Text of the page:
John Foertschbeck, a retired IT professional, volunteers for the center’s History Project. Begun in 2008, the program documents the history of Carroll County through personal interviews. So far, through outreach in senior centers, libraries and other places, Foertschbeck is part of a group of History Project volunteers who have interviewed more than 255 local people. After training in interview techniques, Foertschbeck, a history buff who lives in Woodbine, has interviewed 30 himself.

“They talk about how things were when they grew up,” he said. “It’s fascinating.”

The History Project represents a key aspect of the Community Media Center’s future direction and the changing role of PEG TV. The key words are involvement and interaction.

Because of the economic realities of commercial TV, you will not see the local oral history project on those channels. But it now accounts for one-fourth of the center’s staff time, is available on the Web site,, and is archived at Carroll County public libraries and the Carroll County Genealogy Society.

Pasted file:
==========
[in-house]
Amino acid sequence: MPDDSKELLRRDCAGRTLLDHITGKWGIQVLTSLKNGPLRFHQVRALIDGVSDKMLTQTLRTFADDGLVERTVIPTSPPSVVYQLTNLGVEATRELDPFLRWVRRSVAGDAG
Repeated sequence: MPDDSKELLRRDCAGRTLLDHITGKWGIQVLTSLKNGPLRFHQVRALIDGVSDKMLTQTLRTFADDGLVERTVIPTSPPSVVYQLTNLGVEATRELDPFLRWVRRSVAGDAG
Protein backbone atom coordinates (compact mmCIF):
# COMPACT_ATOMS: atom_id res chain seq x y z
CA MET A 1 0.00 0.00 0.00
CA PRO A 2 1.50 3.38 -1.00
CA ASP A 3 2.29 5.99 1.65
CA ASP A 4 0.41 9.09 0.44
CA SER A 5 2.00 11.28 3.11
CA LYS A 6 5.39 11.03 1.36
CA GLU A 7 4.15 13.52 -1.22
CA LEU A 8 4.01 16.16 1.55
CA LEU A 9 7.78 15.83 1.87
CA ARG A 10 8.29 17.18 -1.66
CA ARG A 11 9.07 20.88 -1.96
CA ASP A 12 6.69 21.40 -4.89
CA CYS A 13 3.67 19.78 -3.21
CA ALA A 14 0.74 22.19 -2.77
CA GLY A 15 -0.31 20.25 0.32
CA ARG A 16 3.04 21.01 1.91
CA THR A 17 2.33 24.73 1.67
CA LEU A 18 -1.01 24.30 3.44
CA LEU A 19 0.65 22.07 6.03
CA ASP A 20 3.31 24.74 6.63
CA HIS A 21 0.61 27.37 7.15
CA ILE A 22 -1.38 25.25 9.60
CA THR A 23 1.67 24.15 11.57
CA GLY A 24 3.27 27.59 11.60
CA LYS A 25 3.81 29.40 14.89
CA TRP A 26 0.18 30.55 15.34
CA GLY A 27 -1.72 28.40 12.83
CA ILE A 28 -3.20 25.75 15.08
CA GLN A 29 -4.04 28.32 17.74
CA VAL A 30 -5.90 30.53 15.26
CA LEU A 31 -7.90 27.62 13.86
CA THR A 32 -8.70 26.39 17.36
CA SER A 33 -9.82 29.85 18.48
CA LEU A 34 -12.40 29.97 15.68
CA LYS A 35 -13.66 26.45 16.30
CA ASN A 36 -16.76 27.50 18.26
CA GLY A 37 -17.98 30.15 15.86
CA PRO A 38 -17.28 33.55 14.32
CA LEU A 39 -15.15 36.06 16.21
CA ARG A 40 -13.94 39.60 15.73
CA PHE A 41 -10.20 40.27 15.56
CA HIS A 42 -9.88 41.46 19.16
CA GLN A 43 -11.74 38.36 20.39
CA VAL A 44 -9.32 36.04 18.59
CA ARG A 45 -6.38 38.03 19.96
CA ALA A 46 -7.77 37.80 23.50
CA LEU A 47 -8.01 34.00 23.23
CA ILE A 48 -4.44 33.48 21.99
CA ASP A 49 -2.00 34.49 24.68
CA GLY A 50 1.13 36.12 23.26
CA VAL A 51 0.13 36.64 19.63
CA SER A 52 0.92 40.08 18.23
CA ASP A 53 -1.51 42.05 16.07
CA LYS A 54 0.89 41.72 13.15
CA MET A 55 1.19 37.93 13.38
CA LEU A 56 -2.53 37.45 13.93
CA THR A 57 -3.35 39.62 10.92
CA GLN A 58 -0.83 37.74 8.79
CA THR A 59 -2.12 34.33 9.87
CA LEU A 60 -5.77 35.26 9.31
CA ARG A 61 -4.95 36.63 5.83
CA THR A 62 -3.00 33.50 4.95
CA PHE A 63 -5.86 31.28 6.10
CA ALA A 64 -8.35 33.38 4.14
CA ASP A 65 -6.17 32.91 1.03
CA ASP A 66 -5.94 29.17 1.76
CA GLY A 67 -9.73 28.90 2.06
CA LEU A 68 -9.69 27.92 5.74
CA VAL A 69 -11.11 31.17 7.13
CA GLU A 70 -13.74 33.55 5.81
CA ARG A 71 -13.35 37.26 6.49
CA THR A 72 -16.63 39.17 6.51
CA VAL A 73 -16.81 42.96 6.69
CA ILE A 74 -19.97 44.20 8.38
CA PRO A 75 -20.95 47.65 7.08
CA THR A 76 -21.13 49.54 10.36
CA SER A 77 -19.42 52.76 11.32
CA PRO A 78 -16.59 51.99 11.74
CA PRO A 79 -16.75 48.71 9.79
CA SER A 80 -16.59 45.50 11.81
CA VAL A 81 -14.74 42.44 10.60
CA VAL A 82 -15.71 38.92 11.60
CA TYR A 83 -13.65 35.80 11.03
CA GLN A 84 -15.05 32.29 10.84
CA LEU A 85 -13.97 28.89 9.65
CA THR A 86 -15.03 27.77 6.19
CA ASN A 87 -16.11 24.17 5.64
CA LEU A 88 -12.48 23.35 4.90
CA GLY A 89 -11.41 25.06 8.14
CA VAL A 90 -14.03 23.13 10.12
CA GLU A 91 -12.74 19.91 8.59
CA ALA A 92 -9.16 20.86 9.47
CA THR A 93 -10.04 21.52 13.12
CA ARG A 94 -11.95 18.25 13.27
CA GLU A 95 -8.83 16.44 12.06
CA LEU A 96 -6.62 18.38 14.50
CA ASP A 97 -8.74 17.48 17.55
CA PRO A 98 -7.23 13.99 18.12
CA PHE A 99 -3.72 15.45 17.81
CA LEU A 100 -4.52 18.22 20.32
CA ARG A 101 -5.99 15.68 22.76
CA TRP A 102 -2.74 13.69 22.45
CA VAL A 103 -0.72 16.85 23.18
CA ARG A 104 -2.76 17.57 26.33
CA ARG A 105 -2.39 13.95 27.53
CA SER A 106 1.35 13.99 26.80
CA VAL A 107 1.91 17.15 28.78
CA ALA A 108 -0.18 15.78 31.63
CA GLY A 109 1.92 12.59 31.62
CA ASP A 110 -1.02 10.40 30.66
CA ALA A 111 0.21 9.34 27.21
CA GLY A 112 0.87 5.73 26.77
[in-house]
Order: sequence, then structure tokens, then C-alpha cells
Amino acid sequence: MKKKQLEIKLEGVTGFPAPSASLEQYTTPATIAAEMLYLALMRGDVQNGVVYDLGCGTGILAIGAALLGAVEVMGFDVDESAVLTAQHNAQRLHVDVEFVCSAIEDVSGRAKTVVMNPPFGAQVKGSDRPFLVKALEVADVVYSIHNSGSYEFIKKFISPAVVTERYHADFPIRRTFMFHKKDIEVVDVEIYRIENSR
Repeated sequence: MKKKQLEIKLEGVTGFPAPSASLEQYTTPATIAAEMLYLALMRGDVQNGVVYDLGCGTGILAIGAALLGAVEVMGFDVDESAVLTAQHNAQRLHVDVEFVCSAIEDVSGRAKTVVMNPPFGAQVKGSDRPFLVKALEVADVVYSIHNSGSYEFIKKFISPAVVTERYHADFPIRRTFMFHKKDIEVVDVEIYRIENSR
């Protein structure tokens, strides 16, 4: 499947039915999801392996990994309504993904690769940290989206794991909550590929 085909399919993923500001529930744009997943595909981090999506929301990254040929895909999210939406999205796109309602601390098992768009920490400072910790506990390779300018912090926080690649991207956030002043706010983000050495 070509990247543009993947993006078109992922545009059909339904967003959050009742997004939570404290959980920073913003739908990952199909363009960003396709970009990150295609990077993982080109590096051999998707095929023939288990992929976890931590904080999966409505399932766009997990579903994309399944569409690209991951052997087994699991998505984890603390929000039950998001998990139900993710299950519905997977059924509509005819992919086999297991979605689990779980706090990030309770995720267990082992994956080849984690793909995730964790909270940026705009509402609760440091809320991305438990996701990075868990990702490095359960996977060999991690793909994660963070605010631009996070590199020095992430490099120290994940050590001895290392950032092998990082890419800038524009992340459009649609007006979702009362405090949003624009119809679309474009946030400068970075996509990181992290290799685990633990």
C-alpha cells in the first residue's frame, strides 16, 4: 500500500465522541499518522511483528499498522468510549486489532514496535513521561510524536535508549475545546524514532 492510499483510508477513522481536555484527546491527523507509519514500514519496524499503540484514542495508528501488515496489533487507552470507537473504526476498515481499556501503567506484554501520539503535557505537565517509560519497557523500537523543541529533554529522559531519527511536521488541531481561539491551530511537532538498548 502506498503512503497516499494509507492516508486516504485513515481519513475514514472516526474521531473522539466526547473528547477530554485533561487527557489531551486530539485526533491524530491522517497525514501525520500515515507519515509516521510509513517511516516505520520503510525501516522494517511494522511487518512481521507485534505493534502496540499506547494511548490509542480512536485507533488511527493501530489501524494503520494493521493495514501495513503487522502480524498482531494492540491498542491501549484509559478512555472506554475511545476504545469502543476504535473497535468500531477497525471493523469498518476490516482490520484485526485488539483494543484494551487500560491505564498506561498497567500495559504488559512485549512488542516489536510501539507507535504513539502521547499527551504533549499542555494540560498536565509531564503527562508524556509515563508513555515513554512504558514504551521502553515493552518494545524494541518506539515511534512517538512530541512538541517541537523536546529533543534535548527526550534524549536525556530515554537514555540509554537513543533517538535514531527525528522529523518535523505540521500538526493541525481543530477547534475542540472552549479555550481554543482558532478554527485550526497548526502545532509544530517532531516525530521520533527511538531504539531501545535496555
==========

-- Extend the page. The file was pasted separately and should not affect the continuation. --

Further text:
Other center initiatives include an updated Web site,, and an interactive Web portal,, where local citizens can list their community events.

Ware talks about the upcoming 2010 elections and a fall candidates’ forum hosted by the League of Women. The candidates will have an opportunity to express their views and, she emphasizes, will be followed by a live Web chat and an interactive question-and-answer period.

Over the years, said Ware, the Community Media Center’s role has evolved. “The focus used to be, Ômake TV matter.’ Now, it is Ômake the community matter,’” she said. “Any time you get people involved in the community, the community benefits.”